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December 1, 2011
Our Perception of Health Label Claims Is Strongly Influenced By Our Belief in Personal Benefits

The way consumers perceive the relevance of health claim labels has a strong influence on their attitudes towards personal benefit and willingness to buy products, suggest researchers.

The study -- published in Food Quality and Preference -- reports that the relevance of a health claim has strong influence on consumer perceptions of personal benefit to them, and their willingness to buy products with such health claims.

An international team of researchers, led by Dr Moira Dean from Queen's University Belfast, found that the impact of relevance is much stronger when the health risks are relevant to self than when it is relevant to those close to oneself -- especially when the claim promises a targeted risk reduction with detailed information about function and health outcome.

"Previous experience with products with health claims and interest in nutritionally healthy eating promoted the utility of all claims, regardless of whether they were health or nutrition claims … However, to be influenced by health claims consumers also need to have a positive attitude towards functional food products," wrote Dean and her colleagues.

Understanding Claims

The EU legislation (Regulation (EC) No 1924/2006) controls the use of nutrition and health claims in products by necessitating that claims should be based on sound scientific findings and approved by the EU Commission before use.

Researchers have found that among the top herbs -- label information differed greatly from product to product. And as far as recommended dosage and ingredients, fewer than half were consistent with certain "benchmark" recommendations.

As a result of this legislation, consumer perception of health claims and nutrition information has been widely studied. However the researchers noted that "we still know relatively little about how motivational factors affect claim perception, and how relevance and attitudes to healthy eating influence perceptions of health and nutrition claims."

As a result, Dean and her team investigated how perceived relevance influences consumers' responses to specific disease risk reduction health claims, general health claims and nutrition claims.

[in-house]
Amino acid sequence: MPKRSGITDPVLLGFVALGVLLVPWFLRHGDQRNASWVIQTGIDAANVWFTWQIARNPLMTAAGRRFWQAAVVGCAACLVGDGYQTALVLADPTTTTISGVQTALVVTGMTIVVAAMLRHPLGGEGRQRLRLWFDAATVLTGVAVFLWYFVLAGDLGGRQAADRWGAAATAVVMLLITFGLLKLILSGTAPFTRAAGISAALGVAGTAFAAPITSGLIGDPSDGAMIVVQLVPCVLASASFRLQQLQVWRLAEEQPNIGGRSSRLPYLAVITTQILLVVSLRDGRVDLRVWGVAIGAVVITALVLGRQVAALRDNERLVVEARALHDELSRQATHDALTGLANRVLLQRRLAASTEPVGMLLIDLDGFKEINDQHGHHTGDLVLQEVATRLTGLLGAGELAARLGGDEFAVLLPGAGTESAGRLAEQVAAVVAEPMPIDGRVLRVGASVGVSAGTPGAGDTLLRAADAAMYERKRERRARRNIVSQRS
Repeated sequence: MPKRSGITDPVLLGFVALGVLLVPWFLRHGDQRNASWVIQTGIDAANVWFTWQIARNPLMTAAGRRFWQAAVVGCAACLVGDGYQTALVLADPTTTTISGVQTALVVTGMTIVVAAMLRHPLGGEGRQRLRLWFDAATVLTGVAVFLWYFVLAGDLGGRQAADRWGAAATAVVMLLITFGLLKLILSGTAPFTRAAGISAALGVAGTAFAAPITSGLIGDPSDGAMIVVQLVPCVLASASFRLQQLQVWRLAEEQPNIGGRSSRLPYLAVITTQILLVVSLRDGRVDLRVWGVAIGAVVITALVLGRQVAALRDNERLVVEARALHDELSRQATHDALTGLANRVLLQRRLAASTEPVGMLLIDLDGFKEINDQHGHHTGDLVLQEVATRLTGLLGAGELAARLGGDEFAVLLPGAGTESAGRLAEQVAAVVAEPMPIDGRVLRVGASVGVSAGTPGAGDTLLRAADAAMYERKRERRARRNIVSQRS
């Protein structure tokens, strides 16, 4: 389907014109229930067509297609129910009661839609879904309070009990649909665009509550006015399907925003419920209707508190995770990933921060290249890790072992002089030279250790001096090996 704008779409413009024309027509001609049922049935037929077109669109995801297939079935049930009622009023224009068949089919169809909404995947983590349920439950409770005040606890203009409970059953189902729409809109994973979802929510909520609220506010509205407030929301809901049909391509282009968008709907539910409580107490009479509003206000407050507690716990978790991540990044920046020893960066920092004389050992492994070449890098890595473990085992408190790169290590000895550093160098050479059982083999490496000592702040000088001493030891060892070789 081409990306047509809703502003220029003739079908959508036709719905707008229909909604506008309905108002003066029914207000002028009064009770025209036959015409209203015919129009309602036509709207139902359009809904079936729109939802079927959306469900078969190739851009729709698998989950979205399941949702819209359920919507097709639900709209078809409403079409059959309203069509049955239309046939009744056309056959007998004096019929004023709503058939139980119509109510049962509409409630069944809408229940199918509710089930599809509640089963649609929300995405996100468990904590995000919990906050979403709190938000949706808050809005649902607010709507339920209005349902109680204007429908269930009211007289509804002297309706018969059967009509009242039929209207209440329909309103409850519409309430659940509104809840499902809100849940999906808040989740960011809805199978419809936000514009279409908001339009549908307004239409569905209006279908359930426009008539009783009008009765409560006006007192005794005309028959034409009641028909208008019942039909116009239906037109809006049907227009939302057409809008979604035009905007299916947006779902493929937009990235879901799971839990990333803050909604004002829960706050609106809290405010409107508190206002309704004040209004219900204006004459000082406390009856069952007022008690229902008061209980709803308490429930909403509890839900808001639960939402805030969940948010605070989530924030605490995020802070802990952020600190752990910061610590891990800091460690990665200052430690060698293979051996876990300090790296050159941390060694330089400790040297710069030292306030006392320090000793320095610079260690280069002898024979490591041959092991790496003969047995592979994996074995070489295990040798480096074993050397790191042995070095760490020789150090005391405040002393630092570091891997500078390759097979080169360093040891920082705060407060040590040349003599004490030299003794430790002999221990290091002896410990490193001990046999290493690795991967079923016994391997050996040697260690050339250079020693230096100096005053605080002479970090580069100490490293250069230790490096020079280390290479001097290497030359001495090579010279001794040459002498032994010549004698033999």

Study Details

As part of the study, the research team presented two types of health claim; a benefit claim and a risk reduction claim -- with different messages and different levels of information.

The benefit claim promoted overall general well-being, while the risk reduction claim made a strong promise to mitigate negative consequences by reducing a specific disease risk.

Dean and her colleagues reported that the relevance of claims was shown to increase the influence of both types of claims -- in terms of perceived healthiness of the product, benefit to me, and likelihood to buy.

However, they noted that when consumers were sub-divided into groups depending on the level of relevance, those with high relevance to 'self' gave higher ratings for benefits and likelihood to buy, compared to those with relevance to 'others'.

"This indicates that respondents in this study recognised the benefit of the product to themselves," said Dean and her team.

The researchers concluded that the relevance of a health claim has a strong influence on perceptions of personal benefit and willingness to buy products.

However, they noted that the impact of relevance is much stronger when the health risks are relevant to self than when it is relevant to those close to oneself, "especially when claims promise a targeted risk reduction with detailed information given about the function and health outcome."

Food Quality and Preference


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